A consortium has been set up to create an XML-based standard for exchanging financial data over the internet.
The eXtensible Business Reporting Language (XBRL) specification is being backed by a number of accounting, financial and software industry groups, and is out for review and comment by the accounting profession. It is due to be published by July.
Members of the consortium include industry heavyweights Microsoft, Oracle, IBM and SAP, but also the Institute of Chartered Accountants in England and Wales, Deloitte & Touche, Ernst & Young, the International Accounting Standards Committee and the American Institute of Certified Public Accountants (AICPA).
Barry Melancon, AICPA's president and chief executive, said: "XBRL allows companies, analysts and investors to make better informed financial and management decisions, and to leverage the capabilities of the internet to facilitate the exchange of financial information."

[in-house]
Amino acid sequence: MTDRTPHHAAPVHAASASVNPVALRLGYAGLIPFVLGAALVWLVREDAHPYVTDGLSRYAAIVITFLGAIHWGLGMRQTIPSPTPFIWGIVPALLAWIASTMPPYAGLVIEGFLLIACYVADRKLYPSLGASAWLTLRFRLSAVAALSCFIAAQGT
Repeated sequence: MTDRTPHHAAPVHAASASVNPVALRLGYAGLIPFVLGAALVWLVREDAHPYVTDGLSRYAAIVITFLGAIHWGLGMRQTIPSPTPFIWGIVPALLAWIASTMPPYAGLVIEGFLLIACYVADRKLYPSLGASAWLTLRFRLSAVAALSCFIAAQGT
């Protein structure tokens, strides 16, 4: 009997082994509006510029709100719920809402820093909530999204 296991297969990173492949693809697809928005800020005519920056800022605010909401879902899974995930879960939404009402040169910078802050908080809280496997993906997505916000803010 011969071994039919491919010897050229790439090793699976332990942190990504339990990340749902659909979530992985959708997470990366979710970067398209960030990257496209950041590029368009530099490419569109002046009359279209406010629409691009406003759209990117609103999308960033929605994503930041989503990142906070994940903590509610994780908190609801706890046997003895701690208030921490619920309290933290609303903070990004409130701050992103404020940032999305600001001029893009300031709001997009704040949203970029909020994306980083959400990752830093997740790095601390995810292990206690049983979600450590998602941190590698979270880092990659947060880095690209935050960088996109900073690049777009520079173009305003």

But he said the specification would not change existing accounting standards or require companies to disclose any more information than they do now.
The XBRL specification, which is based on XML and was formerly codenamed XFRML, is intended to be a freely available electronic language for financial reporting. It will provide the financial community with a framework to prepare, publish, exchange and analyse financial reports and the information they contain.
The language will initially be used to publish digital versions of companies' financial statements that are given out to external users. These include the balance sheet, income statement, statement of equity, statement of cash flows, notes to the financial statements and the accountant's report.
Software vendors will attach XBRL type tags to their accounting applications to enable users to cross reference their accounts. Potential XBRL applications include XBRL for taxes, XBRL for regulatory filings and XBRL for accounting and business reports.
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